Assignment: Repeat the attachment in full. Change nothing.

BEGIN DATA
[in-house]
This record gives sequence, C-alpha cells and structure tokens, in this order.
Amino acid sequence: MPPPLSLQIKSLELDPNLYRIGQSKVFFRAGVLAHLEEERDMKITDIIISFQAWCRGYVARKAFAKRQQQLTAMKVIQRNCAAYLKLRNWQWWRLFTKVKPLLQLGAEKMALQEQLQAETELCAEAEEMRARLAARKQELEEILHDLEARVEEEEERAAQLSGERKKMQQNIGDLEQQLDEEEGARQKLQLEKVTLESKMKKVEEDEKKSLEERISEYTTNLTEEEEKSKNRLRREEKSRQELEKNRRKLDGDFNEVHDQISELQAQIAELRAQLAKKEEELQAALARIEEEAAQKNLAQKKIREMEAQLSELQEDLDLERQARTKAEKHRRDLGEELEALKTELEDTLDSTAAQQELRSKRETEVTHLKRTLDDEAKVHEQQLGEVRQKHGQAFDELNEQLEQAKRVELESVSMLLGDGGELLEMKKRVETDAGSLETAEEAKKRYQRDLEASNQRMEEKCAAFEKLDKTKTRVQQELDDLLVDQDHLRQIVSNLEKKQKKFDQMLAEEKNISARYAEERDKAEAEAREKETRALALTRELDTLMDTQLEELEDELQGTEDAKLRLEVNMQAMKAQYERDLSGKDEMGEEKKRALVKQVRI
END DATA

[in-house]
This record gives sequence, C-alpha cells and structure tokens, in this order.
Amino acid sequence: MPPPLSLQIKSLELDPNLYRIGQSKVFFRAGVLAHLEEERDMKITDIIISFQAWCRGYVARKAFAKRQQQLTAMKVIQRNCAAYLKLRNWQWWRLFTKVKPLLQLGAEKMALQEQLQAETELCAEAEEMRARLAARKQELEEILHDLEARVEEEEERAAQLSGERKKMQQNIGDLEQQLDEEEGARQKLQLEKVTLESKMKKVEEDEKKSLEERISEYTTNLTEEEEKSKNRLRREEKSRQELEKNRRKLDGDFNEVHDQISELQAQIAELRAQLAKKEEELQAALARIEEEAAQKNLAQKKIREMEAQLSELQEDLDLERQARTKAEKHRRDLGEELEALKTELEDTLDSTAAQQELRSKRETEVTHLKRTLDDEAKVHEQQLGEVRQKHGQAFDELNEQLEQAKRVELESVSMLLGDGGELLEMKKRVETDAGSLETAEEAKKRYQRDLEASNQRMEEKCAAFEKLDKTKTRVQQELDDLLVDQDHLRQIVSNLEKKQKKFDQMLAEEKNISARYAEERDKAEAEAREKETRALALTRELDTLMDTQLEELEDELQGTEDAKLRLEVNMQAMKAQYERDLSGKDEMGEEKKRALVKQVRI